From testimony submitted by TPPF Research Fellow John Dunn, MD, JD to the Texas Natural Resource Conservation Commission (TNRCC) regarding the proposed revisions to the State Implementation Plan (SIP) under the federal Clean Air Act for the Dallas-Fort Worth metropolitan region. The TNRCC hearing was held in Dallas on January 27, 2000

My comments on the health effects of pollution are based on my 27 years as a physician with special interests and certification in Family Practice and Emergency Medicine. I have also closely followed Environmental Law and regulation as an attorney for twenty years and teacher of environmental law for the past ten years.

In my view, it is vital to assess the connection between human health effects and air quality conditions before imposing any new and more strict economic and societal costs on the Dallas-Fort Worth region. Public health impacts should be a cornerstone of EPA regulatory policy under the Clean Air Act. Although EPA has asserted for years a direct causal relationship between outdoor air quality and significant human health risks, there are real and pervasive problems with EPA health science.

Two years ago EPA announced that, on the basis of medical research, it could justify new strict standards on ozone (a naturally occurring oxygen compound) and small particulate matter (dust and smoke components). This medical research is made up of studies known in scientific circles as the Six City Study and the Pope Study. Both studies are short-term, “all-cause” death studies conducted on small population samples with limited controls for confounding variables. This lack of controls creates serious questions about the validity of these studies and whether they should justify any new regulations, particularly onerous ozone and particulate matter controls.

At the time of the EPA decision on whether to rely on these studies for subsequent rulemaking, many scientists, both in and out of the federal government, recommended further scientific assessment before proceeding. EPA’s own in-house Clean Air Scientific Advisory Committee also recommended less stringent new air quality regulations because the health studies were inconclusive and weak. The EPA leadership ignored the recommendations from the scientific community and pursued immediate implementation of very tight regulations on these air pollutants.

As a physician and environmental researcher, I concur with the concerns expressed by the scientific community as they relate to the health studies and to proposed new compliance plans attendant to both current and proposed regulations, particularly given that the quality of air is improving already under current federal and state rules. The proposed new rules under the State Implementation Plan will have a negative impact on ordinary human economic activity with questionable health benefits.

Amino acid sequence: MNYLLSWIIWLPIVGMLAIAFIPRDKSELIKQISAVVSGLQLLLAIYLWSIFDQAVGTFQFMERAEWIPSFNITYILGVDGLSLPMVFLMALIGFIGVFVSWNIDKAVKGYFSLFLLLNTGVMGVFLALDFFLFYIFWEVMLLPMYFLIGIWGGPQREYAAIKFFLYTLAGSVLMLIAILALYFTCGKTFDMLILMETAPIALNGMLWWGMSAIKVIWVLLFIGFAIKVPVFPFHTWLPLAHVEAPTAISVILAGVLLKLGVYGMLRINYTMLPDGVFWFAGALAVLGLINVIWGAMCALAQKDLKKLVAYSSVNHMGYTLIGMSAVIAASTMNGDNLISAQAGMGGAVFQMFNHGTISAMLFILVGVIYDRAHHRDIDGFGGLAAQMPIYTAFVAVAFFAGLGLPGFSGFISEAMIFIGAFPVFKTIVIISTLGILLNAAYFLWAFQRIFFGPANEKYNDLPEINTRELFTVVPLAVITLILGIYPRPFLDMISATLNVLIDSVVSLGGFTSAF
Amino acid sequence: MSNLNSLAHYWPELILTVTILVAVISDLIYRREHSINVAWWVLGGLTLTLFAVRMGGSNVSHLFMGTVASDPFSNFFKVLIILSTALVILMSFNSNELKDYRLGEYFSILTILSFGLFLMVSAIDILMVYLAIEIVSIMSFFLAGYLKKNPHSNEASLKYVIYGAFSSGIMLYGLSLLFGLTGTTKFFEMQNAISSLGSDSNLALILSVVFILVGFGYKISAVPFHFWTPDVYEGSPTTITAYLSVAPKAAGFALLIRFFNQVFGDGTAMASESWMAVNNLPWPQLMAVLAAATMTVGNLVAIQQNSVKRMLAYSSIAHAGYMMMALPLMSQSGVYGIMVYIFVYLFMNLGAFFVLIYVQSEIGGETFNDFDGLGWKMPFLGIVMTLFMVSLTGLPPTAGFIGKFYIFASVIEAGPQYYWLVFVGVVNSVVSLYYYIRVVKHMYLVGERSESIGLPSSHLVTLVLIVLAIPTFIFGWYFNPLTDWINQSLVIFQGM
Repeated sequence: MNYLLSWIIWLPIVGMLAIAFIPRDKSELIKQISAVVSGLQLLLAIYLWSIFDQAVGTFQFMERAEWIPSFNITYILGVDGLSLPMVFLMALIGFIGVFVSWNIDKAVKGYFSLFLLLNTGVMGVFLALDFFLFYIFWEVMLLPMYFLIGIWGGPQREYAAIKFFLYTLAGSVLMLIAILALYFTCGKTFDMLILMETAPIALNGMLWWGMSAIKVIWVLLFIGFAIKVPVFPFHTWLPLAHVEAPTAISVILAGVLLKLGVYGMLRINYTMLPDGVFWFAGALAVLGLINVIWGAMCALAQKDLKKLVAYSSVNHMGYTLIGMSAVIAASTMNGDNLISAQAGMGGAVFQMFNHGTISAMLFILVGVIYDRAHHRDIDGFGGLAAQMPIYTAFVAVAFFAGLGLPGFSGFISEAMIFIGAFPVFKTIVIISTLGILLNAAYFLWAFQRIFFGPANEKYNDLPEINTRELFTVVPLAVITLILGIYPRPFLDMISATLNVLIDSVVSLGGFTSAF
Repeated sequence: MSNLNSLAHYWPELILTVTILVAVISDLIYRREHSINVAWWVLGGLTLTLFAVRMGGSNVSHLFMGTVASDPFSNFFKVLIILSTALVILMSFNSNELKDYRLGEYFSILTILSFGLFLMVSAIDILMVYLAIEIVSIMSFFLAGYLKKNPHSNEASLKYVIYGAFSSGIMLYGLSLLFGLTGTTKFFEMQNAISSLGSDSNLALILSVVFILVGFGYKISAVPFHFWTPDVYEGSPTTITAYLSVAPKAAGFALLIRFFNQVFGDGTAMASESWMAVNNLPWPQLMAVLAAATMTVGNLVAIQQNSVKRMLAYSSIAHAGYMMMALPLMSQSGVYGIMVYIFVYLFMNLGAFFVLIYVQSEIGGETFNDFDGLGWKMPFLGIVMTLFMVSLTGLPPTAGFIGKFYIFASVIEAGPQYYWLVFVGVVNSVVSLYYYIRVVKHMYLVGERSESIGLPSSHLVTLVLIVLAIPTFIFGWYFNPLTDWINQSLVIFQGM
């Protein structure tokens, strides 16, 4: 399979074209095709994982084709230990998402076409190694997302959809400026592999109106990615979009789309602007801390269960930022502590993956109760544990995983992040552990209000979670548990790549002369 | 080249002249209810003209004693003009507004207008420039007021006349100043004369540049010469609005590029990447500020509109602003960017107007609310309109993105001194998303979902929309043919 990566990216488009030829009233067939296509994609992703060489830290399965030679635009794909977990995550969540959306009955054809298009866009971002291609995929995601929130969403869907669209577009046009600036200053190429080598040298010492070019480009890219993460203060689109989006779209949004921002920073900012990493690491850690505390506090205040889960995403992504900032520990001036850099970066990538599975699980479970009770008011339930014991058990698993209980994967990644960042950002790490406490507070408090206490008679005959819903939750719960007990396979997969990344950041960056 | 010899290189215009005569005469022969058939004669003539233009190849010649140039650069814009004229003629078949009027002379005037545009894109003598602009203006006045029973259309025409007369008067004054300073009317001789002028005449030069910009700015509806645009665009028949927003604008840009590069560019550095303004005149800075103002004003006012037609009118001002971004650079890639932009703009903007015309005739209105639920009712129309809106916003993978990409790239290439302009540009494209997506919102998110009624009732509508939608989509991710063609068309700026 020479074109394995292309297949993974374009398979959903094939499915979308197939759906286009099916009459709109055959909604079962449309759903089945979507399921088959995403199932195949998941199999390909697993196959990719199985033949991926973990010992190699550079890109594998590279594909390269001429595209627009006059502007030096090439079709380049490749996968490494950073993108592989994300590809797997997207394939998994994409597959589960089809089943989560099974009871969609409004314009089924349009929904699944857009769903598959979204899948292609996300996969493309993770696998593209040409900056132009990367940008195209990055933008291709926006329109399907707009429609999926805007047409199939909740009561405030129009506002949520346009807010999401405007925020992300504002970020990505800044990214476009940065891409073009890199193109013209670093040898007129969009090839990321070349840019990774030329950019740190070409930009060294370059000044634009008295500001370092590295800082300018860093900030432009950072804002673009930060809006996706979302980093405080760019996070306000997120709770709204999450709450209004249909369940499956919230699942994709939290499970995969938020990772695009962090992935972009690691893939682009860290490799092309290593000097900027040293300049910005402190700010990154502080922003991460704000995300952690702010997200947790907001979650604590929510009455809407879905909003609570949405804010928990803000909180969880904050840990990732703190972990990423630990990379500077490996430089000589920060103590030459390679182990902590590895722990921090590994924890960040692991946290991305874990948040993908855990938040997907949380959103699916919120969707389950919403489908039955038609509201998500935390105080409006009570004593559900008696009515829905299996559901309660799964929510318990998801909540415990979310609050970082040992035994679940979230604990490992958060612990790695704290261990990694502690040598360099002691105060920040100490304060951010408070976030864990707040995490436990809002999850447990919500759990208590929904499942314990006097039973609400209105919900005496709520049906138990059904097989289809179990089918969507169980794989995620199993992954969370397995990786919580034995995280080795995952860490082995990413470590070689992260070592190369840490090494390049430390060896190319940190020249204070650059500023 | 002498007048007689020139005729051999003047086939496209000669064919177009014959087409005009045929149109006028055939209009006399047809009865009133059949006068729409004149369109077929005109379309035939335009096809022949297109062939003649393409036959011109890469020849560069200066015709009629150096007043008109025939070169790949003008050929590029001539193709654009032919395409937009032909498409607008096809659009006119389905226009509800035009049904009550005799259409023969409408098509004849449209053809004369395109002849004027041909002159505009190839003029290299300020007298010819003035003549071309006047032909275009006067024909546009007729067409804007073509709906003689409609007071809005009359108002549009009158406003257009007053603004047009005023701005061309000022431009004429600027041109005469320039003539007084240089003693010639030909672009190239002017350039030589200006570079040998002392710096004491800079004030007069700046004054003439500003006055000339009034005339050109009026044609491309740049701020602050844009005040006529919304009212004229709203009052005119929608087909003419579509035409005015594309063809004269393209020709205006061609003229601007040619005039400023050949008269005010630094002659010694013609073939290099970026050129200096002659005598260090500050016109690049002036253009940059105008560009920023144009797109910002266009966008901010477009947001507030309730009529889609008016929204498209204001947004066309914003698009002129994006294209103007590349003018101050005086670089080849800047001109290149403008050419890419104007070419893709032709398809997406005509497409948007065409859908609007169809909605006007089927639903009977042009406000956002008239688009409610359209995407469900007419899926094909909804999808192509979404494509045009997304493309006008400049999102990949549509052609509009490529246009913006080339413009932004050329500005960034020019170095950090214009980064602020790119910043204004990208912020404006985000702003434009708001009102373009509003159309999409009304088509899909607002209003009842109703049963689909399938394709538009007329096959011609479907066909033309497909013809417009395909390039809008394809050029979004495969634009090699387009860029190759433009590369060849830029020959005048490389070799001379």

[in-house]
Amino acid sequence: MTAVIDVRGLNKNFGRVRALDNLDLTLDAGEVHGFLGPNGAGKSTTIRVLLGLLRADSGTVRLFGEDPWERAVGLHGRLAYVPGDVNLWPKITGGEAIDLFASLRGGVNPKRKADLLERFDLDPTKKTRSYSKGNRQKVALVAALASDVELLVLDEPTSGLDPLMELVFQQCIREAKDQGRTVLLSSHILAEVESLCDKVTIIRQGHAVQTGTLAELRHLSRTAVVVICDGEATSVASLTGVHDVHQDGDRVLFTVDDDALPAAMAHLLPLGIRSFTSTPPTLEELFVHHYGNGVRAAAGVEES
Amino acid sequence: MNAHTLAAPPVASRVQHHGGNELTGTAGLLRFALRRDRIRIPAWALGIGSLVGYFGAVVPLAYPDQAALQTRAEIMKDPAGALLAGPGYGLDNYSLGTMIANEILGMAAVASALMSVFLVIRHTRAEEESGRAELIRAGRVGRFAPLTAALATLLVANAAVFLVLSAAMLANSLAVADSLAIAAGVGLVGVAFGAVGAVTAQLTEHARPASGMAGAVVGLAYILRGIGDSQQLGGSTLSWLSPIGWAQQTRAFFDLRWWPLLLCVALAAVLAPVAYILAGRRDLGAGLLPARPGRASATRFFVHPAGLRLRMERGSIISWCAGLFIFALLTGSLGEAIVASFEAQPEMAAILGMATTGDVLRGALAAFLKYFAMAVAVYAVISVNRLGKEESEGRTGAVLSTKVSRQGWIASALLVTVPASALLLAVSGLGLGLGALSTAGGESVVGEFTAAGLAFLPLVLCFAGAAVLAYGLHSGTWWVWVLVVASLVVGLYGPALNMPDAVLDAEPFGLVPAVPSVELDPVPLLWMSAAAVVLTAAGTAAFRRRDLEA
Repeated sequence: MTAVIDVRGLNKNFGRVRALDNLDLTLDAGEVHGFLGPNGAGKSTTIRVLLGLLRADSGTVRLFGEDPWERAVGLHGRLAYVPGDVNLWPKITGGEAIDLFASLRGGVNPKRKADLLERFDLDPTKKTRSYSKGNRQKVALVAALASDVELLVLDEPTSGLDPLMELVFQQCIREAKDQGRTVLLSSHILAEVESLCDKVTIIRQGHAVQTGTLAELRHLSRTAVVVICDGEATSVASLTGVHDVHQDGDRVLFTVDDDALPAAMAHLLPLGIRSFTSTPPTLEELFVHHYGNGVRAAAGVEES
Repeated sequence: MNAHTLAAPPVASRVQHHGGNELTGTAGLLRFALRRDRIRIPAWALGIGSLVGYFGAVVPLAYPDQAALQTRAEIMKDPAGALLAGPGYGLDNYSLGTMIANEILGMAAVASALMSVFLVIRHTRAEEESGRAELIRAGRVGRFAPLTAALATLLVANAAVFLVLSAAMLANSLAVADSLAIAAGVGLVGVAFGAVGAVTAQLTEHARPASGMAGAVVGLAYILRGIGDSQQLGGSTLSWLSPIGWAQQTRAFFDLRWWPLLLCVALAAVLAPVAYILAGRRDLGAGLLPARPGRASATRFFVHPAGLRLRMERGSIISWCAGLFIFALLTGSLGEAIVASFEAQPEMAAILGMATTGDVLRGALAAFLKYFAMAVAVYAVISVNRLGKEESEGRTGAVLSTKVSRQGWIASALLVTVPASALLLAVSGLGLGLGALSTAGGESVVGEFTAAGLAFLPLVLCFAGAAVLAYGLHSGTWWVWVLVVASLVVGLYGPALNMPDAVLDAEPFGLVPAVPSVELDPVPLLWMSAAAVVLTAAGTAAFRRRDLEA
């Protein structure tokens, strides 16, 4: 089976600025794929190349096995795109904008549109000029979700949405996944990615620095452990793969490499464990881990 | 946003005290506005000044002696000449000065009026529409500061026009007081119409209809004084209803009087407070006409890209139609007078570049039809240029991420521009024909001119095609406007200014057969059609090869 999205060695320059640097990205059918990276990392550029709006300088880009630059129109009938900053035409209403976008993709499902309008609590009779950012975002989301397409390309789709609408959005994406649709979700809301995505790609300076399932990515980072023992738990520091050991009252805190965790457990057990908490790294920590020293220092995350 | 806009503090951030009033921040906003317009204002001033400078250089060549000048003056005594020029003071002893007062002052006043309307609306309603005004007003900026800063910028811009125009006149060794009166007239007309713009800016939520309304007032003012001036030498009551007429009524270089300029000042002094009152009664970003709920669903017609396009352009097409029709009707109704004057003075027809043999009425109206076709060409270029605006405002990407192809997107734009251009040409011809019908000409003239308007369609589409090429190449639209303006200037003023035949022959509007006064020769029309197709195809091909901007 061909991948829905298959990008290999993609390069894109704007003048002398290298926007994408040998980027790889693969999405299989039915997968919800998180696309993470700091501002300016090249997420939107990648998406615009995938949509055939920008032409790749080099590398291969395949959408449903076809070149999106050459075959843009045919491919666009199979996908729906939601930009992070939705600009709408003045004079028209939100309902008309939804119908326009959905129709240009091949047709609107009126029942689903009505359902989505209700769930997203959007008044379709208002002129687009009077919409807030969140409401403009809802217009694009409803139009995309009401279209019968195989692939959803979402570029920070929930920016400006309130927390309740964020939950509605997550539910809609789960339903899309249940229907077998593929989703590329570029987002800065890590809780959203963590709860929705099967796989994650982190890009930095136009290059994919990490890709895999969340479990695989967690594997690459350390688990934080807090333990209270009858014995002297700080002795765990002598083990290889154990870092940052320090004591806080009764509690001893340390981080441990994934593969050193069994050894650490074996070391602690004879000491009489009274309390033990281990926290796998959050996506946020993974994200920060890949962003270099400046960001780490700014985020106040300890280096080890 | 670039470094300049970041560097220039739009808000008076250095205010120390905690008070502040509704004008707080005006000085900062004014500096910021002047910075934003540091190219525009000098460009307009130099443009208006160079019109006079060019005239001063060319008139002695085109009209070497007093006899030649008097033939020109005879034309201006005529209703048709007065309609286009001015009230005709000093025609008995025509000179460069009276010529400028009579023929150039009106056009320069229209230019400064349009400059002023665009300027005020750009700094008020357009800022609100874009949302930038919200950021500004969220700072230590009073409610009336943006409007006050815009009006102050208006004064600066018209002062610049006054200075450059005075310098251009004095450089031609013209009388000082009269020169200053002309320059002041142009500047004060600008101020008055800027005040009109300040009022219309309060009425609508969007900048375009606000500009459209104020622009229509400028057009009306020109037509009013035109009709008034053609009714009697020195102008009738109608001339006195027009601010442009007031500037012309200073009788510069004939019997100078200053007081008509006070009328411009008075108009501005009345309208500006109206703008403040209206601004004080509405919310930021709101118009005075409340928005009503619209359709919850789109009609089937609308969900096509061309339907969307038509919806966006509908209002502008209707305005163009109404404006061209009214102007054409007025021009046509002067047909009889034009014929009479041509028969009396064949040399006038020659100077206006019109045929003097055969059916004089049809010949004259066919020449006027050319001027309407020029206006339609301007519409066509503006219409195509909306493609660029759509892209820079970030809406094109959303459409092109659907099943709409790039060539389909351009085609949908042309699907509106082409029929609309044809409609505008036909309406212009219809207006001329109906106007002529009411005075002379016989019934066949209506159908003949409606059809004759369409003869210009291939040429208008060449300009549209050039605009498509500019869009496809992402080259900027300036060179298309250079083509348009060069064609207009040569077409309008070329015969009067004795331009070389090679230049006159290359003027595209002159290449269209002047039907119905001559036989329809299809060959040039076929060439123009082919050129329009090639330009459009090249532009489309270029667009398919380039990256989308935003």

In view of the present circumstances pertaining to the proposed SIP revisions, I offer the following observations and warnings:

  1. Lung and respiratory ailments other than asthma take years to produce any serious injury or produce permanent illness. With the exception of asthma, lung and respiratory ailments are predominately caused by cigarette smoking.
  2. Asthma is a sensitivity and allergic disease that is treatable, and when treated effectively will not cause death, except in difficult cases that affect people for many years. Air pollution at current levels is not an important criterion in asthma cases.
  3. Asthma and the lung problems aggravated by the current low levels of air pollution are reversible and treatable and do not kill.
  4. The studies that EPA relies upon to justify their regulations are mortality studies with very questionable methodology, including the questionable process of deciding why people die by reviewing death certificates and then comparing them to air pollution monitoring data.
  5. People spend the vast amount of their time indoors, not outdoors. Further, there is little or no relationship between outside air quality and human health. Inside air quality is more important, and is impacted primarily by housing quality and indoor air conditions, such as heating and air conditioning quality, inside smoking, cooking, dust, insect infestation, and indoor chemicals.
  6. The EPA proposed regulations encompassing small particulate matter were based on studies of other pollutants, called surrogate studies, which represent weak science. The particulate matter studies were performed when there were but a few small particulate matter monitors. The studies did not establish adequate evidence, certainly not proof, that small particles in the outside air at present levels constitute a significant health hazard.
  7. The old “poison air” medical reports of the 1940s and 1950s that EPA uses to justify onerous new regulations have little to do with today’s environmental debate. The soot and smoke of that time period are gone.
  8. Levels of smoke, dust and other pollutants from metropolitan areas in the past were three to four times current levels of those contaminants. In those days people even wore dark clothes to hide the soot.
  9. Current medical epidemiology shows an increase in the frequency of asthma, while air pollution is declining across the nation and in metropolitan areas. The logical conclusion is that EPA is tracking the wrong problem, if indeed the problem is in the air.

I assert that it is time, indeed past time, for EPA to reassess the human health implications of the current and proposed rules encompassing the Dallas-Fort Worth compliance with the CAA SIP. The proposed SIP revisions will produce few and limited health benefits at substantial economic cost and with significant societal disruption.

John Dunn, MD, JD, FACEP, FACLM, FAAFP, Consultant, Health and Emergency Services, Nebraska Bar & Louisiana Bar Only, to the Texas Natural Resource Conservation Commission (TNRCC), January 2000.